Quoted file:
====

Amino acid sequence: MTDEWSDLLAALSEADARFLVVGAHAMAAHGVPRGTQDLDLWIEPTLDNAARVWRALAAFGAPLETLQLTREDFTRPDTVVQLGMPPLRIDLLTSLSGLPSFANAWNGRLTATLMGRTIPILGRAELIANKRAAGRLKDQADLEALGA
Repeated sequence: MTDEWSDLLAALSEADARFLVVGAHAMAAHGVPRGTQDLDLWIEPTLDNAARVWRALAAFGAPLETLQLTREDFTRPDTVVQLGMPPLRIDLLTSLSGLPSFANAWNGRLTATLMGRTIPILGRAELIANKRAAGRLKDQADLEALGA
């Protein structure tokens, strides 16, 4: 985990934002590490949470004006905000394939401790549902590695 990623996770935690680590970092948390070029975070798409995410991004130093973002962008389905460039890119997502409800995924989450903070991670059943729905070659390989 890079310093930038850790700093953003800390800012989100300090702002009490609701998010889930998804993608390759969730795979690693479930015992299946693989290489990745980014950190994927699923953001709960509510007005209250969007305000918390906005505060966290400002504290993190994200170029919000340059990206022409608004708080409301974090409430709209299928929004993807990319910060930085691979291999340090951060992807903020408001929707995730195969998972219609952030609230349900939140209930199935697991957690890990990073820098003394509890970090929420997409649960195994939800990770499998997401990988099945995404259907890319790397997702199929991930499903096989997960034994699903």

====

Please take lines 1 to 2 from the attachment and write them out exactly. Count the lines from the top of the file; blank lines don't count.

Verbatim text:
Amino acid sequence: MTDEWSDLLAALSEADARFLVVGAHAMAAHGVPRGTQDLDLWIEPTLDNAARVWRALAAFGAPLETLQLTREDFTRPDTVVQLGMPPLRIDLLTSLSGLPSFANAWNGRLTATLMGRTIPILGRAELIANKRAAGRLKDQADLEALGA
Repeated sequence: MTDEWSDLLAALSEADARFLVVGAHAMAAHGVPRGTQDLDLWIEPTLDNAARVWRALAAFGAPLETLQLTREDFTRPDTVVQLGMPPLRIDLLTSLSGLPSFANAWNGRLTATLMGRTIPILGRAELIANKRAAGRLKDQADLEALGA